At 9:03:11 a.m., Flight 175 hits the South Tower (2 WTC) between the 77th and 85th floors, killing all 65 on board and numerous others in the building. The impact is broadcast live by many news agencies coving the fire in the North Tower.
World Trade Center Tower Collapse
After the impact of Flight 11 at 8:46:40 a.m., the North Tower, 1 World Trade Center, erupted into an inferno throughout the impact area. The massive fire started a historic response from public safety personnel in Manhattan and beyond. The response included the Fire Department of New York (FDNY), the New York Police Department (NYPD) and the Port Authority Police Department (PAPD). Thousands of people began to evacuate the North Tower, but many were trapped above the impact area due to destroyed stairwells and elevator shafts. FDNY units began to arrive shortly after the impact and began to climb the tower to evacuate as many people as possible and fight the massive fire.
At 8:55 a.m., the emergency was confined to the North Tower, and the South Tower was considered secure. Public address systems in the South Tower advised occupants that there was no need to evacuate.
At 8:59 a.m., the PAPD decided to evacuate both towers of the World Trade Center Complex. The evacuation notice is made in the South Tower at 9:02 a.m., one minute before United Flight 175 hits the tower.
Both towers continued to burn with an inferno spanning multiple floors for the next 56 minutes. Firefighters from across the city responded to this unprecedented incident. Fire commanders attempted to enact a rescue plan with hundreds of firefighters ascending both towers in an effort to evacuate people and reach the fire.
At 9:59 a.m., the South Tower suffers structural failure from the structural damage and uncontrolled fire. The tower completely collapses in 10 seconds. Many people in the North Tower are unaware of the collapse, while FDNY command and control operations are disrupted as a result of the collapse. Firefighters continue to climb the North Tower on their mission to evacuate people and reach the fire.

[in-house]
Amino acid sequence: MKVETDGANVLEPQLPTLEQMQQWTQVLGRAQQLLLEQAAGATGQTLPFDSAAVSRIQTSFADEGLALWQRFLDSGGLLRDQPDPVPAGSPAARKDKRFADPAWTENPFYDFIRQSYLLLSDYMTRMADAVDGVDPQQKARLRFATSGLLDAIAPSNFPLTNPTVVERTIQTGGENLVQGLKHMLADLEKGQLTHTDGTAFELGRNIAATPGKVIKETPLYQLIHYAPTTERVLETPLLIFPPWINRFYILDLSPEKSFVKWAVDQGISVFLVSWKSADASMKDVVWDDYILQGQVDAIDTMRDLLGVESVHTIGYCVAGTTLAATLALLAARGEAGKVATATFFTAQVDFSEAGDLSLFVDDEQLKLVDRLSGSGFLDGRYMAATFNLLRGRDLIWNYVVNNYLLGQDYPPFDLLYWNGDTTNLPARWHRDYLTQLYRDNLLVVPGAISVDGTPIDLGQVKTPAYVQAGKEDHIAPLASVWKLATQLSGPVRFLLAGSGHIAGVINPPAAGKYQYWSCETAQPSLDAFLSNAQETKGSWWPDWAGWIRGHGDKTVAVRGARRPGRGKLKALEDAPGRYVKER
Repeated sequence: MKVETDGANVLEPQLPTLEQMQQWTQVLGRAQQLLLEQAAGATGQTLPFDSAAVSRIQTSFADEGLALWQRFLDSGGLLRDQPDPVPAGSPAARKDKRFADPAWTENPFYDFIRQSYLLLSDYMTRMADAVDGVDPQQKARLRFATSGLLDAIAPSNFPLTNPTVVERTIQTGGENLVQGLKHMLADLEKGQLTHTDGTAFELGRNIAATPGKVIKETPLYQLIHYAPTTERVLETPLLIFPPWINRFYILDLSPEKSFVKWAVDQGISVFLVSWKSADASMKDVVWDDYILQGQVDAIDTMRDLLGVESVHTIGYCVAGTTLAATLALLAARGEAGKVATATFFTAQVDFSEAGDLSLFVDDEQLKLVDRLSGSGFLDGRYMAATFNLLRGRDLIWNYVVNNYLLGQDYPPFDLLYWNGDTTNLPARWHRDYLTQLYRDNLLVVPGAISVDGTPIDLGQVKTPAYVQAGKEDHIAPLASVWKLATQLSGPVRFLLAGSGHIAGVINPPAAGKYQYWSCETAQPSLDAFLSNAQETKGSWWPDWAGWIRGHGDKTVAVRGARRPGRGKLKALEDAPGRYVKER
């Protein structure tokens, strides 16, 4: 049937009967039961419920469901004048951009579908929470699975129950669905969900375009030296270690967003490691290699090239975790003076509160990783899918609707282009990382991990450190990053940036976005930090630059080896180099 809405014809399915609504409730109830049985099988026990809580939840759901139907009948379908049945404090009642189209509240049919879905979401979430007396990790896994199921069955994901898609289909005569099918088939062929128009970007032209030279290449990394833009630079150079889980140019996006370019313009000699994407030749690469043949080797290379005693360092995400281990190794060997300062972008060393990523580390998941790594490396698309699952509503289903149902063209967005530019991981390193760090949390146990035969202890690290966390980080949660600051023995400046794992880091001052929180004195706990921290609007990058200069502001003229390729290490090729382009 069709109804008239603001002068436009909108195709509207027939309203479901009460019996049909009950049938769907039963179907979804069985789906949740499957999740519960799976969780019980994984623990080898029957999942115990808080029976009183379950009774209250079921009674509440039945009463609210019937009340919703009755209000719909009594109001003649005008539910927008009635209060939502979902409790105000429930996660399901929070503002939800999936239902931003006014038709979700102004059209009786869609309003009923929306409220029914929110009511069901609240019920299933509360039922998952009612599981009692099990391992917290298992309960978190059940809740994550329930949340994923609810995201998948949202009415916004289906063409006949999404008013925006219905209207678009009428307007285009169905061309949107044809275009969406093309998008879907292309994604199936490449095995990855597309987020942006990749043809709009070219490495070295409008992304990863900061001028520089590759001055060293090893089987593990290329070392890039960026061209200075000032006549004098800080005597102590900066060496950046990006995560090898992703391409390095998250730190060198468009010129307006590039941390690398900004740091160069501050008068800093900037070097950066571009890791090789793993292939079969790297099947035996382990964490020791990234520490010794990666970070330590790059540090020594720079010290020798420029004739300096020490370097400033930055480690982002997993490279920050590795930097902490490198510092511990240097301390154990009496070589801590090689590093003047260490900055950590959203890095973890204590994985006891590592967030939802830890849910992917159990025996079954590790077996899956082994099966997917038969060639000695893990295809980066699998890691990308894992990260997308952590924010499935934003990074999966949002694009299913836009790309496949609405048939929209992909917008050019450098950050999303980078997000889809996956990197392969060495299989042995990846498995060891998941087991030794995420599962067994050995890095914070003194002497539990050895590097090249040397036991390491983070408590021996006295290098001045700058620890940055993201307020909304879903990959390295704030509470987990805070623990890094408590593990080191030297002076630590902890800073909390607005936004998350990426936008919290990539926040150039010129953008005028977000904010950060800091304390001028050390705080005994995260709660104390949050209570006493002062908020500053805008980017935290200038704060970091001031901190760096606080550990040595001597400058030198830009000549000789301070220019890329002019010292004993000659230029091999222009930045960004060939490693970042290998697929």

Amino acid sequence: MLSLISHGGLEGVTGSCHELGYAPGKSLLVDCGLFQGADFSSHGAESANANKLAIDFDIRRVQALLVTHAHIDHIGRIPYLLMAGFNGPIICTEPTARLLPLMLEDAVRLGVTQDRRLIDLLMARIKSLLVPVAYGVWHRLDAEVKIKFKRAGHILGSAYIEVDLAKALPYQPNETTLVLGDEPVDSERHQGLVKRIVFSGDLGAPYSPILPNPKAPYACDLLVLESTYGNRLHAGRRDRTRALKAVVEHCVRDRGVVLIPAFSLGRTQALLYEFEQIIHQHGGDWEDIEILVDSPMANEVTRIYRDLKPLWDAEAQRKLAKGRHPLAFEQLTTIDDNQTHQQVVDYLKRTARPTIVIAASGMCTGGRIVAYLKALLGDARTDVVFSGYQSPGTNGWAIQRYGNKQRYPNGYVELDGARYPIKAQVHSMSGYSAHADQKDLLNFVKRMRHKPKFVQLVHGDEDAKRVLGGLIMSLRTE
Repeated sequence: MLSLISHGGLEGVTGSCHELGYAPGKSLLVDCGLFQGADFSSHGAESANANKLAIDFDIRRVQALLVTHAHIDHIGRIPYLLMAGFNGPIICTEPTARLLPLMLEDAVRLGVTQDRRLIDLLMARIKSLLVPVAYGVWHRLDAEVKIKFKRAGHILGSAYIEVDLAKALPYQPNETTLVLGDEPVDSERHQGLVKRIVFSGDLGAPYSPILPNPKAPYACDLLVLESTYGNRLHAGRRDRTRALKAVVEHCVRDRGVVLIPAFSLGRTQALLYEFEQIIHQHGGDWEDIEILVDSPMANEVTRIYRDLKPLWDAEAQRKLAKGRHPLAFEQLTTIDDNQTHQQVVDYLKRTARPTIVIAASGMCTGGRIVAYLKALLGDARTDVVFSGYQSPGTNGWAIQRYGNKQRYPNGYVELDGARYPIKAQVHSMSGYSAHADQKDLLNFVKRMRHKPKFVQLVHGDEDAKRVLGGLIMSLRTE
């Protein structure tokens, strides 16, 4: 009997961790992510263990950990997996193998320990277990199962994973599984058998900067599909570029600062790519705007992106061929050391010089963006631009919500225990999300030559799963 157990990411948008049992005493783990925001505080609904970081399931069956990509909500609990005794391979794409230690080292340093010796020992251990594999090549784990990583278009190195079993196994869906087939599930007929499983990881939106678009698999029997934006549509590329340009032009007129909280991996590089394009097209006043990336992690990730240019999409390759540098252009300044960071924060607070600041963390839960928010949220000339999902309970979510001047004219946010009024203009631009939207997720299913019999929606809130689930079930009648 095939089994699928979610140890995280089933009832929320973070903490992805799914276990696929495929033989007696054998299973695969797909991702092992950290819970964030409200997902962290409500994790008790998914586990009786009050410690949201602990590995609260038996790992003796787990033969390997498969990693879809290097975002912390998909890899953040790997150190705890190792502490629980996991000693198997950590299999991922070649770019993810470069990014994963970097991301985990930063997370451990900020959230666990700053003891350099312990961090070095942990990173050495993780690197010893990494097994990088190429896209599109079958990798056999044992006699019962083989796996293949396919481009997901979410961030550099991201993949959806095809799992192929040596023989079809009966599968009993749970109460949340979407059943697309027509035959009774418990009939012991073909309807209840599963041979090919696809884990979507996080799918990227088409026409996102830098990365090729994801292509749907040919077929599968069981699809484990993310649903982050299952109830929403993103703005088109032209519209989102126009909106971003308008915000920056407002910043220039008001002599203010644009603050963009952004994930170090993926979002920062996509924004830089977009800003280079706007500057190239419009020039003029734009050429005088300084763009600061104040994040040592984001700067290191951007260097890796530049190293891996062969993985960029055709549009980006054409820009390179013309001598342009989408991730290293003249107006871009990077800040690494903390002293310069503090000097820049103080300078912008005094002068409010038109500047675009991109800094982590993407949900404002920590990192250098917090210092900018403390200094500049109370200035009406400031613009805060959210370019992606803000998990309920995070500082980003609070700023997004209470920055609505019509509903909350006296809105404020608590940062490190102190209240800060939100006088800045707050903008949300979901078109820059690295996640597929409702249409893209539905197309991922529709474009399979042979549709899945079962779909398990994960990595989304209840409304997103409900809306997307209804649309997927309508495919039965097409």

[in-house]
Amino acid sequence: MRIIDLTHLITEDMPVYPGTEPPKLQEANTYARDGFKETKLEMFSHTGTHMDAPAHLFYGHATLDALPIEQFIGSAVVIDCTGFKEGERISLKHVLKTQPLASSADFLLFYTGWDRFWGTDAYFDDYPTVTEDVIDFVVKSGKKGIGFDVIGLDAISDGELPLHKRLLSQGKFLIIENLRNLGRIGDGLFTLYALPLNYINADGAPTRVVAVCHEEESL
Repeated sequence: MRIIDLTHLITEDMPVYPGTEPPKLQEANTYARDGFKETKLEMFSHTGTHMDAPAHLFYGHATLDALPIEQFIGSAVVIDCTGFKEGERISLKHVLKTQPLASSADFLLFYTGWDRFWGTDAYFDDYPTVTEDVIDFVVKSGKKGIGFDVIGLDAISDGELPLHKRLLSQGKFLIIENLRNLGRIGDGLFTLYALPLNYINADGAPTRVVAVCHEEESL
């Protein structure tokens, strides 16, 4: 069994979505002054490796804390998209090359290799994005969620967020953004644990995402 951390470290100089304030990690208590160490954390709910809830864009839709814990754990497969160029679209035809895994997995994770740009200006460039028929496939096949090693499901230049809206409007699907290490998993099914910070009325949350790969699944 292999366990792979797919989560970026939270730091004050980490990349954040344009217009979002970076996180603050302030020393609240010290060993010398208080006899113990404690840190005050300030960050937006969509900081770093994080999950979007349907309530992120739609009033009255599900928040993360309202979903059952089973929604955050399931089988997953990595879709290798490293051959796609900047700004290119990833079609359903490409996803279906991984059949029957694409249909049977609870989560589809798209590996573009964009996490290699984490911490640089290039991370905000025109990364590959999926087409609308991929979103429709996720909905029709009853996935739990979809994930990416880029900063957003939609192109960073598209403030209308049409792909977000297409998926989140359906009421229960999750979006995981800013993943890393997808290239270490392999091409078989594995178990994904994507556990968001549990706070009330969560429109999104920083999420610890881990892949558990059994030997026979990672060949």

At 10:28 a.m., the North Tower also suffers a complete structural collapse.
At 11:02 a.m., NYC Mayor Rudolph Giuliani encourages everyone to evacuate lower Manhattan as rescue workers search the debris for survivors.
At 12:16 p.m., the United States airspace is officially closed as the last civilian aircraft lands. Over the previous two and half hours, almost 4,500 civilian aircraft have been instructed to land.
At 12:30 p.m., 14 survivors are rescued from the North Tower Stairwell B. This group consisted of 13 first responders and 1 civilian.
Port Authority Pasquale Buzzelle is rescued from the rubble of the North Tower at 3:00 p.m.
At 5:20 p.m., World Trade Center 7, a 47-story building which had been fully engulfed in fire for hours, collapses.
At 10:30 p.m., Port Authority Police Officer William Jimeno and Sergeant John McLoughlin are located alive in the debris. It takes rescuers three hours to remove Officer Jimeno and eight hours to remove Sergeant McLoughlin.
On the afternoon of September 12, Genelle Guzman is removed alive from the debris. She is the 14th and final survivor rescued from the collapse site.
Todd Maisel/New York Daily News
Thomas E Franklin/AP